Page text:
I may be what others consider as someone who “sees through a phone screen,” and I’m perfectly okay with that.
Whenever I go anywhere, I make sure I have a fully charged phone and enough memory on it to take as many pictures I want.
I walk away from concerts with hundreds of photos and videos.
My four months of studying abroad resulted in over 2,000 pictures.
Just last night, I went to a holiday light display with my boyfriend, and forced him to let me ask folks to snap a photo of us in front of some of the lights.
People say things like, “If you experience life through a phone screen, are you really living? Are you really seeing?”
To that I say, “I’m seeing my life perfectly clearly; my iPhone has damn good camera quality.”
I hear most of these complaints from older generations, the people who didn’t have the same technology we have today.
These people often don’t stay updated with technology, and either don’t possess any type of cell phone or camera, or they have one they don’t use very often.
You hear things like, “When I was a kid, we didn’t have…” and then they list a bunch of things, a cell phone inevitably included.
But I think we all know if this type of technology had been available when older folks were our age, they most certainly would have been holding up a phone to document their lives, too.
While there is, of course, nothing wrong with choosing not to visually document your experiences, I happen to enjoy doing so, as do many other Millennials.
Because an entire generation of people has access to this ever-evolving technology, we are often grouped as dependent upon our phones, or “seeing through a phone screen.”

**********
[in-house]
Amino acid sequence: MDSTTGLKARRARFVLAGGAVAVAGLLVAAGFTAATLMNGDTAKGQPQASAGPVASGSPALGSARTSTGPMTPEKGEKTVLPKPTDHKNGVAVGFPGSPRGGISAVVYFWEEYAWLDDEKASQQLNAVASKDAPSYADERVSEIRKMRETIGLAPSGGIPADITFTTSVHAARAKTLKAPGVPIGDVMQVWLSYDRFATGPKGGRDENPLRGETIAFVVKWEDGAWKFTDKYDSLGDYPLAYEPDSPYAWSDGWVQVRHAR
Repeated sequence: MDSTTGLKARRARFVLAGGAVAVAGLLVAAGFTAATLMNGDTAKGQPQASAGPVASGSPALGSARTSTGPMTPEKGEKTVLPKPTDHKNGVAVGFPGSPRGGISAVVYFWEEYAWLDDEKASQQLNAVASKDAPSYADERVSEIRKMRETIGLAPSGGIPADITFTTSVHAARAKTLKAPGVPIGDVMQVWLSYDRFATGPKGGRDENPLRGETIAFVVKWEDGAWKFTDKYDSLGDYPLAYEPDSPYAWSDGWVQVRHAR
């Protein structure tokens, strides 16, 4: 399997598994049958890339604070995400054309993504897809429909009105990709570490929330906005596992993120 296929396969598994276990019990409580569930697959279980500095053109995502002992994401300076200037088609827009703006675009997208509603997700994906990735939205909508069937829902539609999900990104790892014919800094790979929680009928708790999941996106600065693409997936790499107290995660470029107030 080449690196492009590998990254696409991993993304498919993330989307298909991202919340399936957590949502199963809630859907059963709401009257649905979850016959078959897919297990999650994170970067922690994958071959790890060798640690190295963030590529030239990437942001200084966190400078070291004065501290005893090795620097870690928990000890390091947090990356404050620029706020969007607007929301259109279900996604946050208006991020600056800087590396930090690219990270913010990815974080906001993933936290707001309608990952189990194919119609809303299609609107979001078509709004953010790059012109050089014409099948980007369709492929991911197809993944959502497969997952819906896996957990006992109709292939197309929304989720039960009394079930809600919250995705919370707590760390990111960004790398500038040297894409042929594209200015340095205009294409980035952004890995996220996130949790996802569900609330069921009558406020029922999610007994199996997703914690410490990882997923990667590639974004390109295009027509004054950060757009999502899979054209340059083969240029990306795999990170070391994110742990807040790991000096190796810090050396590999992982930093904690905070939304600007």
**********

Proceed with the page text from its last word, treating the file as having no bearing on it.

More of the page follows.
But it’s quite the opposite; we’re experiencing our lives just as much as the phone-less person beside us; we’re just choosing to document life and share it with friends and family.
Because of our penchant to take photographs in today’s society, I can go back and see the entire childhood of my little cousins.
Looking at a picture I took of the Eiffel Tower during my study abroad experience conjures up the exact emotions I felt while I was physically there.
Even seeing a blurry picture of my friends and I that someone took of us on a drunken night out, reminds me of the funny stories we share and the strength of our friendship.
It can even be as simple as seeing a picture of me wearing a concert shirt, and I am suddenly transported back to that concert.
I will proudly continue to document my life through a phone screen, mostly through taking photographs, but also sharing these experiences through Facebook and Instagram.
Memories are some of the most powerful things we possess, and what better way to capture these memories than through pictures and videos?
When I’m old, I won’t have to struggle to remember that family vacation in Rome, or the exact shade of red my hair once was.
I won’t have to struggle to remember the exact location of that little patch of gray fur on my dog’s chin.
I won’t have to struggle to remember what my parents’ smiles looked like or the silly haircuts my younger brother once had.
There is absolutely nothing wrong with living your life through pictures, because photographing an event equals active participation.
It means that you were there, that you took the time to take your phone out of your pocket, to open the camera app, to press your finger to a button to capture the perfect shot.
It means that this moment in one point in time existed, and that no matter how insignificant it may seem, you chose to document it, to appreciate it and that moment somehow, some way, it helped shape you.